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Fifteen Things Physicians and Patients Should Question in Post-Acute and Long-Term Care: 

  1. Don’t insert percutaneous feeding tubes in individuals with advanced dementia. Instead, offer oral assisted feedings.
  2. Don’t use sliding scale insulin (SSI) for long-term diabetes management for individuals residing in the nursing home.
  3. Don’t obtain urine tests until clinical criteria are met.
  4. Don’t prescribe antipsychotic medications for behavioral and psychological symptoms of dementia (BPSD) in individuals with dementia unless management of potential underlying causes fails to respond to best treatment practices. Only use for symptoms that severely impact quality of life or safety from self and/or others, in lowest dose possible and with frequent re-assessment for necessity and efficacy.
  5. Don’t routinely prescribe lipid-lowering medications in individuals with a limited life expectancy.
  6. Don’t place an indwelling urinary catheter to manage urinary incontinence.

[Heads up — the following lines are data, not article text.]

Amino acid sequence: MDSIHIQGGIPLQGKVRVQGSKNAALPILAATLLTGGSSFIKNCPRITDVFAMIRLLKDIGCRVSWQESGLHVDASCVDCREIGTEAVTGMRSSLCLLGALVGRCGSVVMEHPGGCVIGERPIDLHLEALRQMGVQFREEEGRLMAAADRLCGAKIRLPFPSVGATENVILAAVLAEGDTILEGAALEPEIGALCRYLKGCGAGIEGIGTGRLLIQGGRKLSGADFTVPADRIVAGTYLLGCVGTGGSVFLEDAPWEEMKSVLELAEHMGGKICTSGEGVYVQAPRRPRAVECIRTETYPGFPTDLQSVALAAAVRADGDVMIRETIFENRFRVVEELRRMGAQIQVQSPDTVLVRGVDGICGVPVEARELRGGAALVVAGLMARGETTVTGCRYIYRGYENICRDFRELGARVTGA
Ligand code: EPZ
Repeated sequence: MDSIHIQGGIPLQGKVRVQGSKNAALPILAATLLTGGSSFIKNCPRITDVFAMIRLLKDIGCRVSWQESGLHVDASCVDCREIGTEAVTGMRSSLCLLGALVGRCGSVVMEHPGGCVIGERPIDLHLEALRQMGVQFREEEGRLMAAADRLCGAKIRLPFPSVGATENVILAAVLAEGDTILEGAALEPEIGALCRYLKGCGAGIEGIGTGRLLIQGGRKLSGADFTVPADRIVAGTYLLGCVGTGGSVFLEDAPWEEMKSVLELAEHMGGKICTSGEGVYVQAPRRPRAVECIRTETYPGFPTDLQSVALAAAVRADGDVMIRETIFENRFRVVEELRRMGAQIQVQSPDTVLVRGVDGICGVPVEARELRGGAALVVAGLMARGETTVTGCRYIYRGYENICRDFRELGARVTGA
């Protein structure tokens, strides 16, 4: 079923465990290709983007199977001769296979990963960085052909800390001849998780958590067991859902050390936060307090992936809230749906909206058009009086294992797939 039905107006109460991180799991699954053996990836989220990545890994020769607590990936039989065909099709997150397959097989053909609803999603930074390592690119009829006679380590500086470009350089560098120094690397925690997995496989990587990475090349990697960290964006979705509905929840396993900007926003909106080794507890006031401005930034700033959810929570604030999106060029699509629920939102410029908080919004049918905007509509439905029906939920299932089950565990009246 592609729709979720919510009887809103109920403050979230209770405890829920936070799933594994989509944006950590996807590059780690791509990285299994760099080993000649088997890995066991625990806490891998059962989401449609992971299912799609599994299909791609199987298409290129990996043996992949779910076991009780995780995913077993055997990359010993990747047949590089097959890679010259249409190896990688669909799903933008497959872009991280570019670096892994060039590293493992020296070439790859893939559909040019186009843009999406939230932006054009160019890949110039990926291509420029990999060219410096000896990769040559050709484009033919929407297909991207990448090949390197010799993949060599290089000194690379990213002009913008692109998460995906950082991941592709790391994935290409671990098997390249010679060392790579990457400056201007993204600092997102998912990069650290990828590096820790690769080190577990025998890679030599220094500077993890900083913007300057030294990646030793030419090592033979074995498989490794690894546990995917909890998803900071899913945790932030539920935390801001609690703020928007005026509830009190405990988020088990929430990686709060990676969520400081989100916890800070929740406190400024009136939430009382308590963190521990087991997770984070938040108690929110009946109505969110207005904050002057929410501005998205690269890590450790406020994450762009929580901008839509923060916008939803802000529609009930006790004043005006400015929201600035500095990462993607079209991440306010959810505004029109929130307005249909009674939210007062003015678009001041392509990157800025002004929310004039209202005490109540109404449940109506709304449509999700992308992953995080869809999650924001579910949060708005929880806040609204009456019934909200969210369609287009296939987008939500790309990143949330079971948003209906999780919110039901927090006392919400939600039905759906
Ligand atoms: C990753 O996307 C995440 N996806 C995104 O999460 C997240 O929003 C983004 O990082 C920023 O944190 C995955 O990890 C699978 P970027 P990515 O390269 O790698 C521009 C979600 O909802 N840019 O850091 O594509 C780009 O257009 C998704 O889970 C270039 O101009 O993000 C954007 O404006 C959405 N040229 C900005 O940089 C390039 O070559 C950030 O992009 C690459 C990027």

7. Don’t recommend screening for breast, colorectal or prostate cancer if life expectancy is estimated to be less than 10 years.
  8. Don’t obtain a C. difficile toxin test to confirm “cure” if symptoms have resolved.
  9. Don’t recommend aggressive or hospital-level care for frail individuals without a clear understanding of the individual’s goals of care and the possible benefits and burdens.
  10. Don’t initiate aggressive antihypertensive treatment in frail individuals ≥60 years of age. For frail individuals with hypertension, multiple medical comorbidities, and limited life expectancy, use clinical judgment, incorporate patient/family preferences, and evaluate risk/benefit in deciding on medication(s) and the intensity of control.
  11. Don’t continue hospital-prescribed stress ulcer prophylaxis with ProtonPump Inhibitor (PPI) therapy in the absence of an appropriate diagnosis in the post-acute and long-term care (PALTC) population.
  12. Don’t order routine follow up chest imaging for post-acute and long-term care residents with community acquired pneumonia whose symptoms have resolved within 5–7 days.
  13. Don’t routinely prescribe or continue sedative hypnotics such as Restoril or Ambien, diphenhydramine (Benadryl), benzodiazepines, or Serotonin Modulators (Trazadone) for long-term treatment of sleep disorders in geriatric populations. Consider the use of nonpharmacological interventions (e.g., physical activity, a regular schedule or cognitive behavioral therapy.) 
  14. Don’t routinely prescribe or continue acetyl cholinesterase inhibitors or N-Methyl-D-Aspartate antagonists in patients with advanced dementia.
  15. Don’t provide long-term opioid therapy for chronic non-cancer pain in the absence of clear and documented benefits to functional status and quality of life.

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